Sewing Tips: Sewing Around A Button Hole

You can sew or repair your own buttonholes with or without a sewing machine.

How a buttonhole is sewn depends on the size and shape of the buttons, the thickness of the fabric, and the type of garment. Buttonholes for tiny round buttons in an infant's light cotton dress would differ from buttonholes in a tailored coat or the waistband of a pair of boy's trousers. For excessive "button tugging," the buttonhole shape may be altered or a heavier thread used.

Usually, buttonholes are created with a sewing machine. Most machines use a built-in one-step buttonhole setting, or a buttonhole presser foot that is used in a four-step sequence to sew a zigzag stitch around the perimeter of the buttonhole. If you plan to use your machine, it is imperative to know what you are doing before you begin. Read the sewing machine's owner's manual, and follow the directions carefully.

It is often helpful to loosen the upper thread tension slightly so that the buttonhole doesn't pucker. If your machine uses the four-step sequence, don't sew too many stitches in the top and the bottom (the ends) of the buttonhole. For best results, use a backing for delicate or stretchy fabric. This can be trimmed away from around the completed buttonhole. When measuring for buttonholes, the inside of the buttonhole should measure at least one and one-half times the width of the button. Don't make it too large or the button will slip out.

Above all, use a scrap of your garment fabric and sew one or more test buttonholes. After each test buttonhole is complete, carefully insert a seam ripper to open the buttonhole, ripping the fabric but not the stitching! Slip a button through the buttonhole. Is it too tight or too loose? Make any adjustments and sew a suitable sample buttonhole before sewing directly on your garment.

If you don't have a sewing machine, or you want to sew your buttonholes by hand, there are two commonly used stitches: the buttonhole stitch and the blanket stitch. Use waxed thread when hand-stitching buttonholes for better strength and to prevent snags, knots, and unraveling. You can wax your own thread by dragging it across a lump of beeswax. Then place between a scrap of fabric and a hot iron and slide it out so that the wax melts into the thread and your ironing surface stays clean.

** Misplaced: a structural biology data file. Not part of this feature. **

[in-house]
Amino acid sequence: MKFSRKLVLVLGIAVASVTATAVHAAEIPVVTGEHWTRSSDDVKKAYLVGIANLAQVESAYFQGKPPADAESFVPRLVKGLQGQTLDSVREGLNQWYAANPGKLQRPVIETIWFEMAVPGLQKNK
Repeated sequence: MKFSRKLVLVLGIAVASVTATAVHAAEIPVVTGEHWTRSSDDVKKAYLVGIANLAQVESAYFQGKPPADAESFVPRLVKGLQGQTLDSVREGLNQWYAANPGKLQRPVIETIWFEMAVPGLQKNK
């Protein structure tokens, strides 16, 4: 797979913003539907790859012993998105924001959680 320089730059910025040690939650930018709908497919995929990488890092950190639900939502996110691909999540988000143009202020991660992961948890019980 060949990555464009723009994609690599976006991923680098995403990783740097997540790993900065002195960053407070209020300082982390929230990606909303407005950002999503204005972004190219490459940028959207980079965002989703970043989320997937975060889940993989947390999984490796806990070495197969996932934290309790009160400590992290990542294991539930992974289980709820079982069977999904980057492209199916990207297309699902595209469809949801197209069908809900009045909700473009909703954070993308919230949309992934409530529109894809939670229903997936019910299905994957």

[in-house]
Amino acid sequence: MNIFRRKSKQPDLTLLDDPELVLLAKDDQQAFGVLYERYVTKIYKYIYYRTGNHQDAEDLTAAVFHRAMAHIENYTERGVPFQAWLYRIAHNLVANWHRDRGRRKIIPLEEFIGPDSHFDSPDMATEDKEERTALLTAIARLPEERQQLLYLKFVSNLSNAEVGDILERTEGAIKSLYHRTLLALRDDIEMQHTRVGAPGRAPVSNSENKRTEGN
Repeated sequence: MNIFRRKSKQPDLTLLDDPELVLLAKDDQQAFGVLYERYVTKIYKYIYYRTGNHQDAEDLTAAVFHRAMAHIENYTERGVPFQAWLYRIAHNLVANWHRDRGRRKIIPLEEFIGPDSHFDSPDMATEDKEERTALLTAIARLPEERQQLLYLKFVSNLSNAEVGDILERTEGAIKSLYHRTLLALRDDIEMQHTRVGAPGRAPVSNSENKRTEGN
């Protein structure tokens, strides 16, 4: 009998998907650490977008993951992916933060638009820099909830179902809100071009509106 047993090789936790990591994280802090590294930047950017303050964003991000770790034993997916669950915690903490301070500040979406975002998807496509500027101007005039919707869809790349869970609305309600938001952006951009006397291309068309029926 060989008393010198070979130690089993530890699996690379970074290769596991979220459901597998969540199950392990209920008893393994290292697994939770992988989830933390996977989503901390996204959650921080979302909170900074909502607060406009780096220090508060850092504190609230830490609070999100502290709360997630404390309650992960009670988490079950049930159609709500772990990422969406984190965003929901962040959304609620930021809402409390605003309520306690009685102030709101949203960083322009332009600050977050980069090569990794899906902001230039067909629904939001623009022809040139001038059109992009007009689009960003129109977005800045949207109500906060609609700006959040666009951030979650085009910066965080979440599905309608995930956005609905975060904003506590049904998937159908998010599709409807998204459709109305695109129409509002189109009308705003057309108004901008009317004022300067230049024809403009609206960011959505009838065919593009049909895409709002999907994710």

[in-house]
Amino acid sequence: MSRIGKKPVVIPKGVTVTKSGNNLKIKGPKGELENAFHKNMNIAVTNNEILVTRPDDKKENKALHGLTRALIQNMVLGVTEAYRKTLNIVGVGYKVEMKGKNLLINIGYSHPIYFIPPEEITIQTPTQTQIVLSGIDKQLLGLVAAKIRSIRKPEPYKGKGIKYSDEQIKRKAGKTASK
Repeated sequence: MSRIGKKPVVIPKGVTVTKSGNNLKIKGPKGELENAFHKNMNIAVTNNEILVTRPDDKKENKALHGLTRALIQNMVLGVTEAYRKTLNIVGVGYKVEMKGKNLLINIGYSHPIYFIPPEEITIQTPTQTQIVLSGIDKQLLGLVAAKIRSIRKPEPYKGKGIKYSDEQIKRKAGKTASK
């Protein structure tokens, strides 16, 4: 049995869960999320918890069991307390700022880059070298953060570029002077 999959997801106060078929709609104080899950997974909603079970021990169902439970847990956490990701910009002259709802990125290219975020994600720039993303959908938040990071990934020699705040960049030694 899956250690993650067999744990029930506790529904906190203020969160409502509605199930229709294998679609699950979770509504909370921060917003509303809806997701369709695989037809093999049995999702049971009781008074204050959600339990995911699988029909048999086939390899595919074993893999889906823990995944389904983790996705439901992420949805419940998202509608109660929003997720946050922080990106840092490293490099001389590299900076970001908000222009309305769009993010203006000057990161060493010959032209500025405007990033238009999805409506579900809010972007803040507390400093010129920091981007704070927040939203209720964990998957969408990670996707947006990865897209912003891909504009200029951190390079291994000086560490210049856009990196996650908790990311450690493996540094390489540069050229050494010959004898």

The buttonhole stitch is best for preventing fraying of the buttonhole. It is also less likely to unravel if broken because of a small half-knot at the top of each stitch. Unlike a sewing machine buttonhole, a hand-sewn buttonhole is cut first, then sewn. Working in either direction, begin at either end of the slit by laying the end of the thread along the cut edge of the buttonhole with the end pointing in the direction you will be sewing. Loosely loop the thread in that direction up and around, then bring the needle down through the loop to the wrong side of the fabric and through to the right side, bringing the needle up through the same loop. Pull the thread out and up to bring the half-knot to the top of the fabric, which will be the inside of the buttonhole. Securely holding the fabric close to the stitching with your other hand, continue to loop the thread up and then down around to the last stitch, bringing the needle through the loop from the wrong to the right side of the fabric, always staying inside the loop. Each stitch should be the same length, 1/16 inch (2 mm) to approximately 3/16 inch (5 mm), and spaced evenly, the closer the better. (Of course, the smallest stitches would be appropriate for thinner fabrics and smaller buttons, and the largest for heavier fabrics and larger or thicker buttons.) Continue to sew the buttonhole stitch around the buttonhole, taking special care at each end to rotate the stitches evenly around to the other side of the slit. When the buttonhole is finished, bring the needle through all of the stitches along the first side of the buttonhole and pull the excess thread through for added strength. Then carefully tie off the thread to the back of the buttonhole.

Another stitch that can be used for buttonholes is the blanket stitch. This stitch looks very similar to the buttonhole stitch when finished but lacks the half-knot at the top of each stitch, which means it can unravel if broken. Begin this stitch in the same way as the buttonhole stitch, but bring the needle through the fabric from the right side to the wrong side and over the top of the loop. Keep the stitches close together, and finish as with the buttonhole stitch.

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